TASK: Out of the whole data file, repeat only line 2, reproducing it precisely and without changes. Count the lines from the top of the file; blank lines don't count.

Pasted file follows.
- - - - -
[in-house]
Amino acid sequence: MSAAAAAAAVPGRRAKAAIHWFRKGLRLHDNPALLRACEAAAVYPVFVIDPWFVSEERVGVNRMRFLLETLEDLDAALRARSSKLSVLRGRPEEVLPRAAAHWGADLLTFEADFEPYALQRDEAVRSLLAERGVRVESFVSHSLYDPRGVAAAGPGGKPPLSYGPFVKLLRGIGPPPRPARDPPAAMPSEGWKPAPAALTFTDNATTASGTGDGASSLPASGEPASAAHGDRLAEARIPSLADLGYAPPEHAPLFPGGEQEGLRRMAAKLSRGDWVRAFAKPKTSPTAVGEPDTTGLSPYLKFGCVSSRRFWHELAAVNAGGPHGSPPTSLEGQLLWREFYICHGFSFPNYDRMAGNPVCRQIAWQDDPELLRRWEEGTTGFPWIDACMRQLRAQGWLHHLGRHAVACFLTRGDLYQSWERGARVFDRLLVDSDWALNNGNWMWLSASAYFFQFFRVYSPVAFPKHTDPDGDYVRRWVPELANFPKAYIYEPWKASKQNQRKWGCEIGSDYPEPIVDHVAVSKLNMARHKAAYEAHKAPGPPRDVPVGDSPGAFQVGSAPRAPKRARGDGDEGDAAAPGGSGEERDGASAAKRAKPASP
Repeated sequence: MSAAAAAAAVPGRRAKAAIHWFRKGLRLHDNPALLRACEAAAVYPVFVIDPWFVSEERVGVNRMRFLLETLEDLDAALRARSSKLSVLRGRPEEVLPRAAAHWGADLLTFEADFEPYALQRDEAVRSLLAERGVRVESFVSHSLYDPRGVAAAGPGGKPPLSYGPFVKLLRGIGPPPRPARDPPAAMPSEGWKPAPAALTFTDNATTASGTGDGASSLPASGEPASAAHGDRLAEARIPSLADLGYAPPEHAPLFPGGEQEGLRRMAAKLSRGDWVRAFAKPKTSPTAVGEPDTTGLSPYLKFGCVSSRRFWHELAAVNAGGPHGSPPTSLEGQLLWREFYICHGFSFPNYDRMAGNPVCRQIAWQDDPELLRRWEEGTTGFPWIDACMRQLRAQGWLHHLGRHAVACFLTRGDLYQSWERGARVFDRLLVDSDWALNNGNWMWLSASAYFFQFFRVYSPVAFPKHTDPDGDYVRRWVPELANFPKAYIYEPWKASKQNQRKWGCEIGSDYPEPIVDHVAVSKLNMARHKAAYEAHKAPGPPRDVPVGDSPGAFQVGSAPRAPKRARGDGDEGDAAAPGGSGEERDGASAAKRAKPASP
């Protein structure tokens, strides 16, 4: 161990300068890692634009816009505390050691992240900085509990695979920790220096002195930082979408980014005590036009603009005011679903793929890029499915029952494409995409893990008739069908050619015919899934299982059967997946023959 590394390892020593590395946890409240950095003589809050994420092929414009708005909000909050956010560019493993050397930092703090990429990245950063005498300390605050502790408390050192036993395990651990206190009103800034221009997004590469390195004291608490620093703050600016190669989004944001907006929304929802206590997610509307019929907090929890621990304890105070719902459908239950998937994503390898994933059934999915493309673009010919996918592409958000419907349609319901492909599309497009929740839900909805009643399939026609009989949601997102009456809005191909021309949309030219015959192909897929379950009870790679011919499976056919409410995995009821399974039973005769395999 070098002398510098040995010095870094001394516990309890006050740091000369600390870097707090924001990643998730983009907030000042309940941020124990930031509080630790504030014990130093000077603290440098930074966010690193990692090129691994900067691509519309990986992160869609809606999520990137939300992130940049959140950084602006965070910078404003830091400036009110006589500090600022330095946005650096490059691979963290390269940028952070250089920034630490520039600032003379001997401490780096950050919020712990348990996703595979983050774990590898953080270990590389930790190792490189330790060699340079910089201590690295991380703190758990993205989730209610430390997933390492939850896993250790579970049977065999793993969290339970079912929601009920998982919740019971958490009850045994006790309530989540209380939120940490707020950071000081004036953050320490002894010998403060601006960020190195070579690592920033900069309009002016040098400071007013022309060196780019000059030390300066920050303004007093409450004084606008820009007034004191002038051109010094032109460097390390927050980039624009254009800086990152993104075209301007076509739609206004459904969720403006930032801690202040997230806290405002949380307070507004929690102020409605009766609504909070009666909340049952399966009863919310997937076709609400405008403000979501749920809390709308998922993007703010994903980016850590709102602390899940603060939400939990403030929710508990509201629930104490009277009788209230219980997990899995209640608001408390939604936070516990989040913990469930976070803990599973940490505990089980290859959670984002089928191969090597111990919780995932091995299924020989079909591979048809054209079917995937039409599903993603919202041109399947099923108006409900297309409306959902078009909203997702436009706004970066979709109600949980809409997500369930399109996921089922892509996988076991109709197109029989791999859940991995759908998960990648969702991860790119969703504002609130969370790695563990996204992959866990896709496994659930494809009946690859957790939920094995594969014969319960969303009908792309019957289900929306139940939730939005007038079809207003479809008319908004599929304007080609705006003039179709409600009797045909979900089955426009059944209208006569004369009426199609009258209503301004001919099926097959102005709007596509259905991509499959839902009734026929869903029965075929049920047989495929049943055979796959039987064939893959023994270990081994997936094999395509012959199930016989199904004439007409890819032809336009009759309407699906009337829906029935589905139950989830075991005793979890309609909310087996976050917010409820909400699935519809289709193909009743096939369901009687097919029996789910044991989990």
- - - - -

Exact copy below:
Amino acid sequence: MSAAAAAAAVPGRRAKAAIHWFRKGLRLHDNPALLRACEAAAVYPVFVIDPWFVSEERVGVNRMRFLLETLEDLDAALRARSSKLSVLRGRPEEVLPRAAAHWGADLLTFEADFEPYALQRDEAVRSLLAERGVRVESFVSHSLYDPRGVAAAGPGGKPPLSYGPFVKLLRGIGPPPRPARDPPAAMPSEGWKPAPAALTFTDNATTASGTGDGASSLPASGEPASAAHGDRLAEARIPSLADLGYAPPEHAPLFPGGEQEGLRRMAAKLSRGDWVRAFAKPKTSPTAVGEPDTTGLSPYLKFGCVSSRRFWHELAAVNAGGPHGSPPTSLEGQLLWREFYICHGFSFPNYDRMAGNPVCRQIAWQDDPELLRRWEEGTTGFPWIDACMRQLRAQGWLHHLGRHAVACFLTRGDLYQSWERGARVFDRLLVDSDWALNNGNWMWLSASAYFFQFFRVYSPVAFPKHTDPDGDYVRRWVPELANFPKAYIYEPWKASKQNQRKWGCEIGSDYPEPIVDHVAVSKLNMARHKAAYEAHKAPGPPRDVPVGDSPGAFQVGSAPRAPKRARGDGDEGDAAAPGGSGEERDGASAAKRAKPASP